5.) A Lada

Suggested By: Mark the Canadian

What it's missing: You can trust the Soviets to make a featureless car. The Lada Riva, which you see here, is a particularly representative example of the breed.


It has rectangles for headlights, a blank rectangle for a grill, and the whole thing is just like three rectangular box-shaped sections of car stuck together. You can trace the roots of the Riva back to the Fiat 124, introduced in 1966, but by the time the first Riva rolled out of the AvtoVAZ factory in 1980, every semblance of style had been stripped from its interior and exterior.

You can still buy them new today and now they even come with side mirrors. Such opulence!

Photo Credit: Raphael Orlove


4.) Chevrolet Cavalier

Suggested By: Jonee

What it's missing: During tail end of the Cold War, America took the fight to the Ruskies even in their established institution of producing the most utterly nondescript automobiles imaginable. GM in particular tried hard to sandblast any semblance of styling off of their cars.


The first-generation Cavalier was probably the most indeterminately box-shaped transportation pod of all, outdoing such breathtakingly eccentric vehicles as the Pontiac 6000 and the Oldsmobile Cutlass.

Photo Credit: Raphael Orlove


3.) The Velorex

Suggested By: Tavor

What it's missing: Full fenders, integrated headlights, sheetmetal, a roof, and a fourth wheel.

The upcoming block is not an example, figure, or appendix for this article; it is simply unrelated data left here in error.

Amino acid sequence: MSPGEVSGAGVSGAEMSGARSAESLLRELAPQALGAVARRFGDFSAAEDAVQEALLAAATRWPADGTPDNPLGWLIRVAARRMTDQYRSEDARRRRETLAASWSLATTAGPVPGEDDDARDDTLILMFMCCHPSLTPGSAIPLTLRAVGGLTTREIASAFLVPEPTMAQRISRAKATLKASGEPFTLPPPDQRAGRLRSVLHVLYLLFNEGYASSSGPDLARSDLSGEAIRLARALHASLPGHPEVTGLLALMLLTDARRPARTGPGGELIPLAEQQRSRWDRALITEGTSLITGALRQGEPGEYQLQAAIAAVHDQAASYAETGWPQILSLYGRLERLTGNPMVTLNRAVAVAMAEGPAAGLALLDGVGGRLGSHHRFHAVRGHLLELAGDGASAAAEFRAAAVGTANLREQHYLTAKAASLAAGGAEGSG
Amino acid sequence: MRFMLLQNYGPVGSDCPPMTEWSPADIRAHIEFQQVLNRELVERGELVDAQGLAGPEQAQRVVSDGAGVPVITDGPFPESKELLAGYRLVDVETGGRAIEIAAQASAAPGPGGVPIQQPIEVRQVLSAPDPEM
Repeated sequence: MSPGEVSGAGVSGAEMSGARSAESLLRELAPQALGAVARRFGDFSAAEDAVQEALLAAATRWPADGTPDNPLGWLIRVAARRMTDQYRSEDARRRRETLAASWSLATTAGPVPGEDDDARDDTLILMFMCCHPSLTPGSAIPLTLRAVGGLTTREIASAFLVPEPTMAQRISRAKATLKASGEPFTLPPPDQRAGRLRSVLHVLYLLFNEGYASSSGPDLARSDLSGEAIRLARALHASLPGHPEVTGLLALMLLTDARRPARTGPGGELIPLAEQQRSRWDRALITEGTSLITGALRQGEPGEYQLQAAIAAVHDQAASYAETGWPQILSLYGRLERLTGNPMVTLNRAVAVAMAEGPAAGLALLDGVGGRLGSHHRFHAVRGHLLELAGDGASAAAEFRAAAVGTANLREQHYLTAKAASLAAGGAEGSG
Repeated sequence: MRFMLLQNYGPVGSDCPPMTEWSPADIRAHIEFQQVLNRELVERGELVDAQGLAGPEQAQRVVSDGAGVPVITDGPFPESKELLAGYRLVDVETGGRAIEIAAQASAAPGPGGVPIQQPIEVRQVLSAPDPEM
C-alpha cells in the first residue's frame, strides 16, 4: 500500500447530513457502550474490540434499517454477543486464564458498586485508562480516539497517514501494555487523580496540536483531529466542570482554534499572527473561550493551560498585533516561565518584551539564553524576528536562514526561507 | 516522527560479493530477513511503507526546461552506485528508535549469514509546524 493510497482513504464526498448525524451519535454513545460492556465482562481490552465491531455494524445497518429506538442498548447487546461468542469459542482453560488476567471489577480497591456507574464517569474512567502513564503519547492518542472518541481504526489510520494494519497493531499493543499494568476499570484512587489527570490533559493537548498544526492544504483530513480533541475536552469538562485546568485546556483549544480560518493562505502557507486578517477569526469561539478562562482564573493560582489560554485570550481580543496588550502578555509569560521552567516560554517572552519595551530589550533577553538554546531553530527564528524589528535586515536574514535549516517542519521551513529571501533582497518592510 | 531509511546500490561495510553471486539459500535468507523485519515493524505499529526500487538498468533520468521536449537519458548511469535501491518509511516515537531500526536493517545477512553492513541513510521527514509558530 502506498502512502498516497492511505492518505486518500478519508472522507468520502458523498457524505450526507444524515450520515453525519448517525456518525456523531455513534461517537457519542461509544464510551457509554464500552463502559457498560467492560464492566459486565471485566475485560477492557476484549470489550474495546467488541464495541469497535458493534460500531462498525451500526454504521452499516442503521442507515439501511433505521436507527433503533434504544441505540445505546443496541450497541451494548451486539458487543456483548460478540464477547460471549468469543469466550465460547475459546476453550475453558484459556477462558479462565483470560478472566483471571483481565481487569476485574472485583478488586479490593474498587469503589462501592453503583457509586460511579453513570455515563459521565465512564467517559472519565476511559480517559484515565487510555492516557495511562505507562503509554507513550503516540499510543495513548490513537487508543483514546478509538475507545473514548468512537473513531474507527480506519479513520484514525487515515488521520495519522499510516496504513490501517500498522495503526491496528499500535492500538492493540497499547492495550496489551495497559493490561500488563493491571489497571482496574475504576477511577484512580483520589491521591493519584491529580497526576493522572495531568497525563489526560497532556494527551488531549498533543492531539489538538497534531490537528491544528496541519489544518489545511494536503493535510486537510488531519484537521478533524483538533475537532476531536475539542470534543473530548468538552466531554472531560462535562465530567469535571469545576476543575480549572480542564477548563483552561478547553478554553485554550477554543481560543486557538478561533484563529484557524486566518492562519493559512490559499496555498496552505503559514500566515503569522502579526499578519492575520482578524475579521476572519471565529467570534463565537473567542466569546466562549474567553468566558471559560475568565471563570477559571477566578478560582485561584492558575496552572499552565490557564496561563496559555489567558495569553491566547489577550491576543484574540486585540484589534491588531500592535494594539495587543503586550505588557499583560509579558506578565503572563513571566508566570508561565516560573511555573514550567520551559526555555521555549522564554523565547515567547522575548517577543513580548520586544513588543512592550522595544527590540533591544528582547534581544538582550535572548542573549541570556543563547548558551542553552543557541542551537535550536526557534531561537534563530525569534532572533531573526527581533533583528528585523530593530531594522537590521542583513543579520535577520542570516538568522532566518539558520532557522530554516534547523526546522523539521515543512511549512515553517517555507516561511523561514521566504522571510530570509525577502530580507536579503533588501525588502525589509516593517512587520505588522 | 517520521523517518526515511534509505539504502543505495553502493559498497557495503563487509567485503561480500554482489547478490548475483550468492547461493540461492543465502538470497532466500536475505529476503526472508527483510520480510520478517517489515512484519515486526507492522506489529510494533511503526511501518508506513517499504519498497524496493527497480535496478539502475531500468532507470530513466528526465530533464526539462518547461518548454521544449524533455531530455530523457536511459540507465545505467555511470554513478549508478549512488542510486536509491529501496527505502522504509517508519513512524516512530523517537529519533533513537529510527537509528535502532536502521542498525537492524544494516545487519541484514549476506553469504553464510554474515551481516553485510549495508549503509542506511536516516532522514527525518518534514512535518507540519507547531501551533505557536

Unlike the flagrantly ostentatious minimalism of sports cars like Ariel Atoms or Se7en clones, the Velorex is just as simple as a car could be: a motorcycle-engined three wheeler with a cloth body.

The thing is, the Czechoslovakian Velorex points out that you if you keep removing the flourishes of more ordinary cars, you end up with something that's even weirder than cars that purposely try to look strange. You end up with the car of choice for freak-out acid gypsy rock bands, and that's not plain at all.


Photo Credit: Ian Page-Echols

2.) Quasar-Unipower

Suggested By: 061063063067

What it's missing: Designed by French-Vietnamese designer Quasar Khanh, the Quasar-Unipower was a big Plexiglas box on wheels. They only built them in 1967 and '68, but they're about as Sixties as a car can be.


Wider than they were long and taller than they were wide, the Quasar-Unipower only attracted fifteen customers, most of whom were French. Apparently they liked baring it all in the most uniquely unadorned car of all time.

Photo Credit:


1.) Chrysler's K-cars

Suggested By: Cheeseslap

What it's missing: Chrysler was in the dumps in the late 1970s, with their bread-and-butter cars getting recalled by the hundreds-of-thousands and everything else in their lineup was big, thirsty, and just languishing on the lots.


The company managed to get its act together and turn the front-wheel-drive expertise of its foreign sub-brands like Simca and build a modern, fuel-efficient car not long after America experienced a second oil crisis in 1979.

Presumably playing it safe on the exterior while they tried out something new with the mechanics of the car, Chrylser saddled the Plymouth Reliant, the Dodge Aries, and about a thousand other cars to be built of the K-platform all through the 1980s with the most dull, unobtrusive, completely conservative styling the world has ever seen.

Photo Credit: Tomas